A: The Mississippi Delta has been shrinking under seawater for forty years, and that is due to the dredging for shipping canals, which is done by the Army Corps of Engineers. There has been considerable damage done to the area, basically due to industrial use for the last forty years, and you can’t just restore it to what it was on April 20th a year ago–it needs considerable restoration. A glass-half-full look at this situation is that there will be money, and one of our recommendations to the president is that 80 percent of the damages that get paid because of this spill go into the restoration of the Gulf, which should bring this into a sustainable condition. Over the last 40 years the Gulf has lost land area equivalent to something like the state of New Jersey.
Q: What do you hope the country, the government and the public take away from your report?
A: The biggest lesson to be learned is that we need a very different safety culture in the Gulf of Mexico. The industry is perfectly capable of doing this. Since the Exxon Valdez incident, there has been no improvement in the technology of oil spills at all. We were doing exactly the same things that we were doing for the Exxon Valdez. We need to do better than that.
We also need to understand how to contain a well blowout like this. The technology that the oil and gas industry uses to drill these wells in very deep water is comparable in sophistication to the technology to go into space. What they have not done is put as much energy and resources into the technology for safety and for containment and spill response, and that has to change.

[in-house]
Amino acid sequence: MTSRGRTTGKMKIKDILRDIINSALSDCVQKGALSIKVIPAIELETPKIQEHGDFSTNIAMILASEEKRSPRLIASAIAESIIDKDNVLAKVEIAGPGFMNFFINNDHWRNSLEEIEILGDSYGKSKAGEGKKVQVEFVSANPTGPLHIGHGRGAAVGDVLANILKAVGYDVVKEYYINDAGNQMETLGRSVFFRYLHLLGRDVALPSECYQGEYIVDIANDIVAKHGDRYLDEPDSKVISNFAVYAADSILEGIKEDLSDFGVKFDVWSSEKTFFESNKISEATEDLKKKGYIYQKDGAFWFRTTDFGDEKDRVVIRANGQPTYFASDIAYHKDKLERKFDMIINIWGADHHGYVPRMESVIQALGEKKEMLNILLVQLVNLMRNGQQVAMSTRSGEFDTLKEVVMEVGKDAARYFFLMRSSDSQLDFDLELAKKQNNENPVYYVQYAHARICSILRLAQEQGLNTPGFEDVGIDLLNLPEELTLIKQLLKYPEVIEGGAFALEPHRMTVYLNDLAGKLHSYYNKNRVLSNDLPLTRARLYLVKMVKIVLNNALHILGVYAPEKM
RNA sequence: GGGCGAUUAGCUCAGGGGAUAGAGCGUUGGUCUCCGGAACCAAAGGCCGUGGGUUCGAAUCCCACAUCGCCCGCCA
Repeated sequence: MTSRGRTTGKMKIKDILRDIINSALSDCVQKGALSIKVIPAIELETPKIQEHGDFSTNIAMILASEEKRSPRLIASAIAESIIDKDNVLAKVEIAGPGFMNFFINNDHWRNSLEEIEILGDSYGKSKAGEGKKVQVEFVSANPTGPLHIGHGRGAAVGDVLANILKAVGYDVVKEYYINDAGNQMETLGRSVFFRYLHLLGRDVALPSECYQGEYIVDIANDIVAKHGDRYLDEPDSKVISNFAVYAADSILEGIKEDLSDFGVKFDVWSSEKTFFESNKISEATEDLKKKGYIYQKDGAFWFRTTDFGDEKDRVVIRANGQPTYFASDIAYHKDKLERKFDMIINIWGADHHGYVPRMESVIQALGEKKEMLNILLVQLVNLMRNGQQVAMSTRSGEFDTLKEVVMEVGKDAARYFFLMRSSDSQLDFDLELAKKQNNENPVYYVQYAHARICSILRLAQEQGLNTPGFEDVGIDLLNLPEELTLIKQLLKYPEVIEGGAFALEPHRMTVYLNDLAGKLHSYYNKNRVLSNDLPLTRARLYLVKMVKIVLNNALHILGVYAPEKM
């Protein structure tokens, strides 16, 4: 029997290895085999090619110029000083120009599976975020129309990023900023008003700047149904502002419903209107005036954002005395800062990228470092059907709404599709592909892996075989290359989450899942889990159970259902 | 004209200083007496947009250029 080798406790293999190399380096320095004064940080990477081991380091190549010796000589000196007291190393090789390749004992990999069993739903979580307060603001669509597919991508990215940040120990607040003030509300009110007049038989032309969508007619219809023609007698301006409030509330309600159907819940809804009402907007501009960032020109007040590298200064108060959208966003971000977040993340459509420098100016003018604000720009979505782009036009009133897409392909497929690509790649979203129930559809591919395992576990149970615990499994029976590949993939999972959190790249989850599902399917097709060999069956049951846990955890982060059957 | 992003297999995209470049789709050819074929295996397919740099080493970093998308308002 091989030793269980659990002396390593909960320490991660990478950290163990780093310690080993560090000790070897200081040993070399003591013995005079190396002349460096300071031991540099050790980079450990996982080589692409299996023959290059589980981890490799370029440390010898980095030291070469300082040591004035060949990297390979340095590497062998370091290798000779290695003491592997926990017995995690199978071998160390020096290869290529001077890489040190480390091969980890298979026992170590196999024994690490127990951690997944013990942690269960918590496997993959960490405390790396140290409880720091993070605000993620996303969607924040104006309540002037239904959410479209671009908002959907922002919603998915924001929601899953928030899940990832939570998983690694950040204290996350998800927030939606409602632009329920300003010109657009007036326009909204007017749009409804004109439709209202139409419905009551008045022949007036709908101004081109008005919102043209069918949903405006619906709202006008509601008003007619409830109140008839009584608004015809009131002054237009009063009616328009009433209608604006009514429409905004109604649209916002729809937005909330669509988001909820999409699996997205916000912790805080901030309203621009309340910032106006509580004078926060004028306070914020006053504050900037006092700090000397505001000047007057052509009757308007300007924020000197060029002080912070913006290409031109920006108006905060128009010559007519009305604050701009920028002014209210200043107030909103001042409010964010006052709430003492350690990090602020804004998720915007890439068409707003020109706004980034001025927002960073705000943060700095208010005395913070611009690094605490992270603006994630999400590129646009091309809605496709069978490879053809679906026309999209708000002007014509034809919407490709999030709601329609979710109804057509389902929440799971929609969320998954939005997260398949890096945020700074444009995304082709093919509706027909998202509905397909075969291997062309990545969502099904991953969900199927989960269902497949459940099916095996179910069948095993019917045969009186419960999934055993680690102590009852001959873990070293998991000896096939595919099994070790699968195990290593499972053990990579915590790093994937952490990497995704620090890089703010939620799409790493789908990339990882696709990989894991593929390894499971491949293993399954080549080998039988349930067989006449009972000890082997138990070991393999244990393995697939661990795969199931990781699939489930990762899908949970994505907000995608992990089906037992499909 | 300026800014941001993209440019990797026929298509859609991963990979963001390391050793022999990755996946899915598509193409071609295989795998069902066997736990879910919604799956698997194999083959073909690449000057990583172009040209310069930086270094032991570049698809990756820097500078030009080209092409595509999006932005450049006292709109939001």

There are now two containment companies, one called Helix Producer and another one called Marine Well Containment Corporation, which was about a two billion dollar investment by a number of oil industry people who realized that the moratorium would not stop until we could actually do containment. The only way that oil wells can be killed for good is to drill a relief well, and that takes 90 days, which is why we had 90 days of oil spilling into the Gulf. We need something better than that, and that’s already happening in the industry.
We need an industry self-policing unit and much better oversight. The safety and environmental oversight needs to be removed from the leasing and revenue generation. Michael Bromwich has already started this process.
Q: Are you optimistic about your recommendations being adopted?